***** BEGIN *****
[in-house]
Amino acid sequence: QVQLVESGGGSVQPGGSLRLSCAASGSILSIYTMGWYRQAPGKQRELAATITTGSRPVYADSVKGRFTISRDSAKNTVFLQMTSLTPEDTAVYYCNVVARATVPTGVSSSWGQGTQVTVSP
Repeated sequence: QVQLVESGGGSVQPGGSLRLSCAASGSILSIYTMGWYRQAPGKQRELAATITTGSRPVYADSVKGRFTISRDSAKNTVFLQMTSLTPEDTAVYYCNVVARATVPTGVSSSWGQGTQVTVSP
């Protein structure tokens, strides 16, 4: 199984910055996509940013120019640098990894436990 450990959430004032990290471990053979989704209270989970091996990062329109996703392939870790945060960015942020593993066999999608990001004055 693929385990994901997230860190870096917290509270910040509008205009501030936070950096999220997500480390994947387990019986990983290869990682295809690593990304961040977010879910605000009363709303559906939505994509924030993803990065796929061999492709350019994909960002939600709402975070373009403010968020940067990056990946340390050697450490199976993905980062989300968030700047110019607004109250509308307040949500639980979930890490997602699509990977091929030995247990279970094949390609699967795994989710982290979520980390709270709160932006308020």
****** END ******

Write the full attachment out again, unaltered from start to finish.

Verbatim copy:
[in-house]
Amino acid sequence: QVQLVESGGGSVQPGGSLRLSCAASGSILSIYTMGWYRQAPGKQRELAATITTGSRPVYADSVKGRFTISRDSAKNTVFLQMTSLTPEDTAVYYCNVVARATVPTGVSSSWGQGTQVTVSP
Repeated sequence: QVQLVESGGGSVQPGGSLRLSCAASGSILSIYTMGWYRQAPGKQRELAATITTGSRPVYADSVKGRFTISRDSAKNTVFLQMTSLTPEDTAVYYCNVVARATVPTGVSSSWGQGTQVTVSP
């Protein structure tokens, strides 16, 4: 199984910055996509940013120019640098990894436990 450990959430004032990290471990053979989704209270989970091996990062329109996703392939870790945060960015942020593993066999999608990001004055 693929385990994901997230860190870096917290509270910040509008205009501030936070950096999220997500480390994947387990019986990983290869990682295809690593990304961040977010879910605000009363709303559906939505994509924030993803990065796929061999492709350019994909960002939600709402975070373009403010968020940067990056990946340390050697450490199976993905980062989300968030700047110019607004109250509308307040949500639980979930890490997602699509990977091929030995247990279970094949390609699967795994989710982290979520980390709270709160932006308020």